Related Links

This Page contain the various sources that I’ve found helpful as part of my research. This Page is very much work in progress, so I’ll be adding more sites as and when I get time.

Maclarens, Birtwistles and Many Other Families
My cousin Hamish Maclaren’s genealogical research puts my little blog to shame. He has a GEDCOM file of 50,000 records or more. I’ve been sending him the odd update here and there, and some possible revisions but I stand in his shadow. He has other sites, but this is the one I end up heading back to regularly, starting at my grandmother Mary Murial Marwood‘s entry and working backwards from there.

The Peerage
Daryl Lundy’s “genealogical survey of the peerage of Britain as well as the royal families of Europe” is a great resource and I’ve been in contact with him pretty much since I started this blog. What I like about the site, apart from it being free and I have an entry on it (see here), is that I can follow-up various branches of my family tree as well as try and join dots between them.

The Thompsons, Shipbuilders of Sunderland
George H. Graham’s site is pretty much were my research started. He had an entry for my Great Great Great Grandfather George Goldsmith Kirby (GGK) who was the family mystery that started my genealogical adventure. I haven’t actually got much further back than to find out the GGK’s father was a ‘gent’ called George, but George H. Graham has been hugely supportive with my quest.

Clan Maitland
The current Earl, Ian Maitland, was a great help in clarifying my Maitland ancestry. My father had thought that his great grandfather was a baronet and also Governor of Ceylon. My grandfather had been born in Ceylon. His mother was a Maitland and her father was a tea planter there. She was known as ‘Elsie’, but has been christened Alice Marie. This made things difficult as far as working out which branch of the Maitland Clan we were connected to. As it turns out, it was my father’s great great uncle that was the baronet and the former Maitland Governor was an antecedent ancestor. Ian also kindly ran a piece in the Maitland family newsletter when my nephew Sam was awarded his MC, which was not long before he was subsequently killed out on patrol.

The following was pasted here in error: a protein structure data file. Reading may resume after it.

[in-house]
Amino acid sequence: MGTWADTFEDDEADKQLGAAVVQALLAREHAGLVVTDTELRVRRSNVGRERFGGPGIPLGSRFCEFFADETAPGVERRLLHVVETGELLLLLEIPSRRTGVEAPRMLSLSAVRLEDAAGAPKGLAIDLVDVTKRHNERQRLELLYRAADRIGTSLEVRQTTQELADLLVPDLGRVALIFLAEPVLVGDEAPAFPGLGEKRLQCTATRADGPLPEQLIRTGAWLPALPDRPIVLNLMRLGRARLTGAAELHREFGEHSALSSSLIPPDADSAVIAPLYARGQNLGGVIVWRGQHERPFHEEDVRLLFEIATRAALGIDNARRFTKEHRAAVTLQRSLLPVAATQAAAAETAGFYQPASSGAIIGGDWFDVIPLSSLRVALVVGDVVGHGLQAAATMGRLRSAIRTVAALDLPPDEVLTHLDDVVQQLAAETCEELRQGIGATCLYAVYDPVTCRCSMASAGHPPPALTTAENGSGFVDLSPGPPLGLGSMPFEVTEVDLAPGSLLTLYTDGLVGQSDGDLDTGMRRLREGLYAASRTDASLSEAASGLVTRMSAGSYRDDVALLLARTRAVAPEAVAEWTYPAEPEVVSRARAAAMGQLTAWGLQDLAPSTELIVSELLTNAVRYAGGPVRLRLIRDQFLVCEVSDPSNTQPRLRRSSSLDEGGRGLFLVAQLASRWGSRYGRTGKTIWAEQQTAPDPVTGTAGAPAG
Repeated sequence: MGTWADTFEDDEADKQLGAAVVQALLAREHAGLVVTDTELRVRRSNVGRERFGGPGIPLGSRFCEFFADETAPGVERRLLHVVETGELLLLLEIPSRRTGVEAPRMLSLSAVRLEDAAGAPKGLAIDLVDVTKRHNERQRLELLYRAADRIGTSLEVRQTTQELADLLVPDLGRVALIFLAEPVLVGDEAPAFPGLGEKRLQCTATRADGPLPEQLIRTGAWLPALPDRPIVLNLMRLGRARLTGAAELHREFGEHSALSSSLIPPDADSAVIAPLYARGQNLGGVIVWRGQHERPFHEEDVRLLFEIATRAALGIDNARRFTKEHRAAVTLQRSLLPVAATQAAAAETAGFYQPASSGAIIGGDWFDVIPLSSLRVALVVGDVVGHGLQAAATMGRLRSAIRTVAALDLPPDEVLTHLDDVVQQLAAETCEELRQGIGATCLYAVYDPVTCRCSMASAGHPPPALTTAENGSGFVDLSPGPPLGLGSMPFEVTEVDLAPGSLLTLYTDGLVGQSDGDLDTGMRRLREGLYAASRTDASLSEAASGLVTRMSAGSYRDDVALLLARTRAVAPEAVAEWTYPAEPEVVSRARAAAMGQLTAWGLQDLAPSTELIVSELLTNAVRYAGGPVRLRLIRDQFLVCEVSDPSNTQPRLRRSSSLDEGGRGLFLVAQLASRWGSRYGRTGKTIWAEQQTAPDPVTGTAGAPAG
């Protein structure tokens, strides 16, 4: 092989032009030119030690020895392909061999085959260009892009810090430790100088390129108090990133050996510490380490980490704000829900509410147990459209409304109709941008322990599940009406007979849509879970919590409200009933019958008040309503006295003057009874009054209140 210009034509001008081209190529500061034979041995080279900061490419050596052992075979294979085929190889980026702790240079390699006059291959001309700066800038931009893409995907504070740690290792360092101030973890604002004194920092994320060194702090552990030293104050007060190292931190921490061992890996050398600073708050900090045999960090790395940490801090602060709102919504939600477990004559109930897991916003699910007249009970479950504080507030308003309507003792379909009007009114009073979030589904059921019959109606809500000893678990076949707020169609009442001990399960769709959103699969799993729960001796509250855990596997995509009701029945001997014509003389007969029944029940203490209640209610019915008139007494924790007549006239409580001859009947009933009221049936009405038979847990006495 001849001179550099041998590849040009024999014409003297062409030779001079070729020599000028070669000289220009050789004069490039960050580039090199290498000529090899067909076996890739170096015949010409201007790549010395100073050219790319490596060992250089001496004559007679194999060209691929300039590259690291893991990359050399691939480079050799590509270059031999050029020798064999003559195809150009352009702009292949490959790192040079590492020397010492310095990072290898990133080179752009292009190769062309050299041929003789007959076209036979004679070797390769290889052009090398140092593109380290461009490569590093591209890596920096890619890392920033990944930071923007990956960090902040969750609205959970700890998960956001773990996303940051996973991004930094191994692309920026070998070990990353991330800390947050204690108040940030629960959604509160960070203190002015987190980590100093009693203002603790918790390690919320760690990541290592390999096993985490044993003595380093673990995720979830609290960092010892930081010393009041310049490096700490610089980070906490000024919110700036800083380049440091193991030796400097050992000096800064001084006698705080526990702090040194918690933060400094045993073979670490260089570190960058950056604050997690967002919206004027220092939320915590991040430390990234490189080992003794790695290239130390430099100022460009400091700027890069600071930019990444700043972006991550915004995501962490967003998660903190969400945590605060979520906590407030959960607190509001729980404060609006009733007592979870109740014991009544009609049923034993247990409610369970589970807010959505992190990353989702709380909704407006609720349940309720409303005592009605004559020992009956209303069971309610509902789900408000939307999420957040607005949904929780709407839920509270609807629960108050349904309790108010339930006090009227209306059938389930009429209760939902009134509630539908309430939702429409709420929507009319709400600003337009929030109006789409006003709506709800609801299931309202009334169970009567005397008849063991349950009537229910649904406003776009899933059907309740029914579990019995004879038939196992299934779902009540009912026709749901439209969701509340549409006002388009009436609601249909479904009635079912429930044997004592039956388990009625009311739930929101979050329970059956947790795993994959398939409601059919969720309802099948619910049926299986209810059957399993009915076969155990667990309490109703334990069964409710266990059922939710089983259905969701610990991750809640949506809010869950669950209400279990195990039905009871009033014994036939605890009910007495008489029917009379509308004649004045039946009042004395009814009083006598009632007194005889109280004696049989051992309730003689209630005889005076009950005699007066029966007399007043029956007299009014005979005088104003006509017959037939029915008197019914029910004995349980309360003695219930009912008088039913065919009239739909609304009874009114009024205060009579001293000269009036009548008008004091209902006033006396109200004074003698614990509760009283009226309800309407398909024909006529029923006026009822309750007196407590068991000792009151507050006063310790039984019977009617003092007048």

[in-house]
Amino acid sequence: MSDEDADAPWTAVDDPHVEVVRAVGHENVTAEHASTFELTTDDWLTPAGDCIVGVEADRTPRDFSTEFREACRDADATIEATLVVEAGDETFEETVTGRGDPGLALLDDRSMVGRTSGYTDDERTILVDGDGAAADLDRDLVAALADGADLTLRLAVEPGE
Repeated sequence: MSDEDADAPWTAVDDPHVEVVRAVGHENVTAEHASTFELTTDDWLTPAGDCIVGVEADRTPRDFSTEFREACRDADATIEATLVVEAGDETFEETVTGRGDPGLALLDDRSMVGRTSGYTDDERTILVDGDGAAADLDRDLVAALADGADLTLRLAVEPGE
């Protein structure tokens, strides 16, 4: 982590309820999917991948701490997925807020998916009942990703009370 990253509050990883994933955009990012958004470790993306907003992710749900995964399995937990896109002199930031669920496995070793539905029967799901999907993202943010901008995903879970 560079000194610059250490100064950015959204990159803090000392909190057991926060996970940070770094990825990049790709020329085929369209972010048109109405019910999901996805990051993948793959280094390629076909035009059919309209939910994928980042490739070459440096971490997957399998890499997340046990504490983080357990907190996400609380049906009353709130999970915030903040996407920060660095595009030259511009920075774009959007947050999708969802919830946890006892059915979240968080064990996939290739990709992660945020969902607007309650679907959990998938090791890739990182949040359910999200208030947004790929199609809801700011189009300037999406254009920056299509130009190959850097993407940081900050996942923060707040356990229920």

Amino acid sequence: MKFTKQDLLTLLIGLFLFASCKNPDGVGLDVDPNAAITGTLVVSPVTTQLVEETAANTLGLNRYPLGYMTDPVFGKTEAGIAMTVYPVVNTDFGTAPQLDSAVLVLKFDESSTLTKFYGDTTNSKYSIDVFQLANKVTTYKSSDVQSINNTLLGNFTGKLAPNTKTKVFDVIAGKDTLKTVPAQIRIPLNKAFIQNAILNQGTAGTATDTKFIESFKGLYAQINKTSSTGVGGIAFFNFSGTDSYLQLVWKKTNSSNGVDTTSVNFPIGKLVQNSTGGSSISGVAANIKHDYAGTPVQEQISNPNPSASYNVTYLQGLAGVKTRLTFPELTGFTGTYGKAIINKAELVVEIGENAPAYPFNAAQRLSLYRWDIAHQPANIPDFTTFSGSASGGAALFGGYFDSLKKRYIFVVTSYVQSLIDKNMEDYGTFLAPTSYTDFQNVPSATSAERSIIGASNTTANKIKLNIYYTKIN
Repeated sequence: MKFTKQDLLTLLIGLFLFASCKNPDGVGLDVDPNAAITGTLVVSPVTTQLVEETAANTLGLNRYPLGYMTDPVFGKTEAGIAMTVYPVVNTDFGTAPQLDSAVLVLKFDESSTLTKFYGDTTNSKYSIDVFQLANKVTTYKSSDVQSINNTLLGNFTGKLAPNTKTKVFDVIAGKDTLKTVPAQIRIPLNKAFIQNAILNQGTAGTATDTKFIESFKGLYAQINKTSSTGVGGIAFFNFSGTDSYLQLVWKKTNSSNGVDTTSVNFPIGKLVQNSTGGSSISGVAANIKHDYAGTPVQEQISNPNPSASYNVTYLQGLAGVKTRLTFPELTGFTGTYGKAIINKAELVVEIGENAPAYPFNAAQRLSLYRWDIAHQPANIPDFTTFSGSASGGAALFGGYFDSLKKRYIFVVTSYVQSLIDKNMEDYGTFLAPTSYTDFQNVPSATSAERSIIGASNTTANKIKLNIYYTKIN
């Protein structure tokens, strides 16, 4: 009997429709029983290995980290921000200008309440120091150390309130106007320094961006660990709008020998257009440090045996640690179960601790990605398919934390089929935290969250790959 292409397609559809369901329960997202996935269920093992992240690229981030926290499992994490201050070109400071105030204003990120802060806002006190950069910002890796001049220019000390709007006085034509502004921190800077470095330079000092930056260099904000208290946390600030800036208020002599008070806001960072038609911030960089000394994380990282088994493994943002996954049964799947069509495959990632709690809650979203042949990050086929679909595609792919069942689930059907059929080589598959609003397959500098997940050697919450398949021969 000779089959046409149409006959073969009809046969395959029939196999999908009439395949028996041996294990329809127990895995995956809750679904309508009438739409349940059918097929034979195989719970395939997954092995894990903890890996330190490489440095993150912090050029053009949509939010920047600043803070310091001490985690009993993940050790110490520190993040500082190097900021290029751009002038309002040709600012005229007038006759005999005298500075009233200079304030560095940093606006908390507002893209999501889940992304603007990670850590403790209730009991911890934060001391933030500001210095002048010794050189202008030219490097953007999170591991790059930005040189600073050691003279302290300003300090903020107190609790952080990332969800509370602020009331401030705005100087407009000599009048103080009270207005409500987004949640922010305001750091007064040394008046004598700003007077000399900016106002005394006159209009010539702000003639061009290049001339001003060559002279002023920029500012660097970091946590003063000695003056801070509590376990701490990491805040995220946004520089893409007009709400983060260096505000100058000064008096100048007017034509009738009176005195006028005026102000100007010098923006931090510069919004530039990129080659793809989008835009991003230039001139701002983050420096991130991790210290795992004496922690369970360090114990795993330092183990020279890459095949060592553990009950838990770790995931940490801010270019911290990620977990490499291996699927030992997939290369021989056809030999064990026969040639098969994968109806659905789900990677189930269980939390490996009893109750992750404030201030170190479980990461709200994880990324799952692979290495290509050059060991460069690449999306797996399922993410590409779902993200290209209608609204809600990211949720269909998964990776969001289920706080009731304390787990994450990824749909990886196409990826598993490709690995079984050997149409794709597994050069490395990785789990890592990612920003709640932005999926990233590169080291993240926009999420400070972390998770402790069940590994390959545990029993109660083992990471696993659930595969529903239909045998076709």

2 thoughts on “Related Links

  1. Have you done a DNA test? My husband has McDonald ancestors who had lived at Shanvall in 1841. The father, possibly Alexander McDonald had died before 1841. The only Alexander mcDonald I find listed in the horse tax rolls in the 1790’s was at Garvabeg which is not far from Shanvall. In 1817 Shanvall had been the home of Allan McPherson.

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